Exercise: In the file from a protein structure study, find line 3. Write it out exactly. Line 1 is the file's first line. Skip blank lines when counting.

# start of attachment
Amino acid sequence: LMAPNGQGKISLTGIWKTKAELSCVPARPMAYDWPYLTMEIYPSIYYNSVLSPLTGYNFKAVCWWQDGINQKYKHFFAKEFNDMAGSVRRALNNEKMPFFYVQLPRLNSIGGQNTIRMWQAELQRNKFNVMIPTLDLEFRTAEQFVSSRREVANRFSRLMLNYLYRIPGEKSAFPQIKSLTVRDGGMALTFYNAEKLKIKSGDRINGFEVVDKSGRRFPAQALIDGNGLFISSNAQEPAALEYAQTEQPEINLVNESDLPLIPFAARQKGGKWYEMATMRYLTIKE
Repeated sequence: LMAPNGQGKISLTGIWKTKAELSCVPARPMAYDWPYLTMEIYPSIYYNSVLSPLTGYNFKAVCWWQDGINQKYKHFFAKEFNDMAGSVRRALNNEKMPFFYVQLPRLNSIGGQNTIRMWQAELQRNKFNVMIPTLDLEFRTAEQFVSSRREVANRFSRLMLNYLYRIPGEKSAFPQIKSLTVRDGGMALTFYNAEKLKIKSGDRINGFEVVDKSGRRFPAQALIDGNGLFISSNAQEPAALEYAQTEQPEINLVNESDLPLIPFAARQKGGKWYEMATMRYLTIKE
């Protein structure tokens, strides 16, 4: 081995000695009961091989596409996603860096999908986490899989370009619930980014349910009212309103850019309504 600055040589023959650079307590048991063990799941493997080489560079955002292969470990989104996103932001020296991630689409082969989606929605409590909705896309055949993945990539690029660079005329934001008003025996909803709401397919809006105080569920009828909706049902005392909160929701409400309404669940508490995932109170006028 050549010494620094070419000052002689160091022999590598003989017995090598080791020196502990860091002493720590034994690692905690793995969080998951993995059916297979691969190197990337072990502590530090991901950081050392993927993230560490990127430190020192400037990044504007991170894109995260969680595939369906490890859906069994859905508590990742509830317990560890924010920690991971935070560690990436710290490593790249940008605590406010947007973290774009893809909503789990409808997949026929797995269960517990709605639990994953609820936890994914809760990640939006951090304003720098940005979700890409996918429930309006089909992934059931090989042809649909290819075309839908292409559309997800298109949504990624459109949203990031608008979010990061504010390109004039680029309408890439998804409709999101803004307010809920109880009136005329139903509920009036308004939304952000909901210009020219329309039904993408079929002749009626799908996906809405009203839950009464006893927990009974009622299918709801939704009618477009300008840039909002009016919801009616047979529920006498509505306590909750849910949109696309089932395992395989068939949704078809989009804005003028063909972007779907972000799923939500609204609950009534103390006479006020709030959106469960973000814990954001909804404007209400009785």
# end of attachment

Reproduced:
């Protein structure tokens, strides 16, 4: 081995000695009961091989596409996603860096999908986490899989370009619930980014349910009212309103850019309504 600055040589023959650079307590048991063990799941493997080489560079955002292969470990989104996103932001020296991630689409082969989606929605409590909705896309055949993945990539690029660079005329934001008003025996909803709401397919809006105080569920009828909706049902005392909160929701409400309404669940508490995932109170006028 050549010494620094070419000052002689160091022999590598003989017995090598080791020196502990860091002493720590034994690692905690793995969080998951993995059916297979691969190197990337072990502590530090991901950081050392993927993230560490990127430190020192400037990044504007991170894109995260969680595939369906490890859906069994859905508590990742509830317990560890924010920690991971935070560690990436710290490593790249940008605590406010947007973290774009893809909503789990409808997949026929797995269960517990709605639990994953609820936890994914809760990640939006951090304003720098940005979700890409996918429930309006089909992934059931090989042809649909290819075309839908292409559309997800298109949504990624459109949203990031608008979010990061504010390109004039680029309408890439998804409709999101803004307010809920109880009136005329139903509920009036308004939304952000909901210009020219329309039904993408079929002749009626799908996906809405009203839950009464006893927990009974009622299918709801939704009618477009300008840039909002009016919801009616047979529920006498509505306590909750849910949109696309089932395992395989068939949704078809989009804005003028063909972007779907972000799923939500609204609950009534103390006479006020709030959106469960973000814990954001909804404007209400009785």